Knowing what you should be putting money into isn’t quite as clear-cut. Not every home renovation you invest in will show returns immediately. For example, re-roofing your house may cost thousands, but a waterproof roof is something buyers will take for granted. The same goes for redoing basic plumbing and electricity. People expect it to be good nick if the house is on the market.
It’s a tricky one, because bad basics will certainly detract from the value of the house, but these improvements won’t necessarily boost the value either. The key to driving the value of your home is focusing on things that people will notice as something that would improve their lifestyle, without misplacing your priorities.
Here are some tips for getting the best bang for your buck when it comes to home renovations.
Make the most of light and space
“Dark and cramped” are words you don’t want associated with your house, either when you’re living in it, or if you’re putting it on the market!
Add as many windows to your houses as possible within the planning guidelines, a, sky light on your landing for example is a good addition. The look and feel of natural light is unbeatable. If your rooms are small and bitty, removing walls may be more worthwhile and less costly than adding an extension. Open floor plans that combine your kitchen and living space are popular for allowing people to mingle with their family while they cook dinner.
Kitchens are worth the spend
A kitchen is the most obvious choice of renovation project, and with good reason. No matter how relaxing a hot tub is or how handy an attic conversion could be, people will always gravitate towards the kitchen. Chances are you’ll spend more time here than in most of the other rooms in your house.
If you’re hoping to resell your house, keeping the kitchen design simple and classic is a good idea. Make sure that your appliances are well-fitted and preferably matching or fully integrated. Tall larder cupboards, granite countertops, stainless steel hardware and pale-coloured cabinetry are all good go-tos. Never spend more than 10% of the value of your home on the kitchen. So for example if your house is worth €200,000 your maximum budget should be €20,000. And you can get a lot of kitchen for that!
Clean up your bathroom
A good point to remember when renovating to resell is to prioritise the rooms that will be used most often. The bathroom is one of them and it needs to be functional and comfortable. There’s nothing more off-putting than dirty grout between tiles or mould stains on the paintwork. Carpeted bathrooms and immersion showers are also very dated and unpopular.
You can fully upgrade your bathroom for €5,000 or less if you are simply replacing the suite. White sanitary ware is the best bet as it won’t date. Add lots of mirrors and simple tiling to keep the space sleek and functional. If you don’t already have a downstairs loo, figure out a way to squeeze one in. Under-stairs WCs are a great use of space and can be added for around a €1,000.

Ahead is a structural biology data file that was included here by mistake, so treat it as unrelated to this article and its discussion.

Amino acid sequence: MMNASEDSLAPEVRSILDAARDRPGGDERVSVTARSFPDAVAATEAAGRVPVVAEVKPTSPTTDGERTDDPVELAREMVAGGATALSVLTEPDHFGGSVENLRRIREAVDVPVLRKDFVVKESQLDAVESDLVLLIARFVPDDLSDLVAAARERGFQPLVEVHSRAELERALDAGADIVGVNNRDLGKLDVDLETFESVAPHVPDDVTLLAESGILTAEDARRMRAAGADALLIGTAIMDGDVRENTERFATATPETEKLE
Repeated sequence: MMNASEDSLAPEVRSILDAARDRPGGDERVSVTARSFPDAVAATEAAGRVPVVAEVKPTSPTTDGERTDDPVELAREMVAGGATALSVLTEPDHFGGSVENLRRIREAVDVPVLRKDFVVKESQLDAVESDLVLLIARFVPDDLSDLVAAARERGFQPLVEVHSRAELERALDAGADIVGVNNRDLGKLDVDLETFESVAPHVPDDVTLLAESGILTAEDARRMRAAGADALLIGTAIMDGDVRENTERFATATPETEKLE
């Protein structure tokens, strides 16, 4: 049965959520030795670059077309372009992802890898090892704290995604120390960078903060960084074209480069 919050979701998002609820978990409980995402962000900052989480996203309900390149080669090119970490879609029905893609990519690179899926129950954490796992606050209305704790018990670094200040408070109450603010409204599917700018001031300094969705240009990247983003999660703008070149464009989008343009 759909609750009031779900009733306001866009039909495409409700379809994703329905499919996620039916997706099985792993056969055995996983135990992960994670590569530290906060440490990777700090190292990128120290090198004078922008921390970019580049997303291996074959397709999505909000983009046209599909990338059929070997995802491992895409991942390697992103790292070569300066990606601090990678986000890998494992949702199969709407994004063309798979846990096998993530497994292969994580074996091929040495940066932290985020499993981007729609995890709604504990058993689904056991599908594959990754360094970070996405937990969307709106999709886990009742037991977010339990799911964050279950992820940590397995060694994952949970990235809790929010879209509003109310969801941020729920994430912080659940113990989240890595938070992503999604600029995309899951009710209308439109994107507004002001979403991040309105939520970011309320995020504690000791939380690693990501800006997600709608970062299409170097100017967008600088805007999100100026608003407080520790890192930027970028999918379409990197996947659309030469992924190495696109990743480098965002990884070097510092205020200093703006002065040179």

Clean up the garden
How many times have you heard about how amazing somebody’s house was without hearing much about the actual house itself?! A great garden can really make up for a mediocre house. Even if it’s only a small patch of grass or a balcony, make the most of your outdoor space by adding some decking, outdoor furniture and plants.
Converting an unused playroom or extra bedroom into a home office will give your house that extra edge. With the number of people working from home growing, a home office is becoming more of a necessity than a luxury.
Phone lines and extra sockets are also a good selling point. It might be a good idea to furnish the office with removable furniture rather than built-in so that the office can be easily swapped with another room or turned into a nursery if needed.
Thinking of moving home?
If you’re hoping to trade up or down, why not arrange a 30 Minute Mortgage Meeting now?
Check out how much you can borrow with our three minute affordability calculator or read our pocket guide for next time buyers now.
The content of this blog is expressed in broad terms and is limited to general information purposes only. Readers should always seek professional advice to address issues arising in specific contexts and not seek to rely on the information in this blog which does not constitute any form of advice or recommendation by EBS Ltd.
EBS Ltd neither accepts nor assumes any responsibility in relation to the contents of this blog and excludes all warranties, undertakings and representations (either express or implied) to the fullest extent permitted under applicable law.
EBS Ltd is regulated by the Central Bank of Ireland.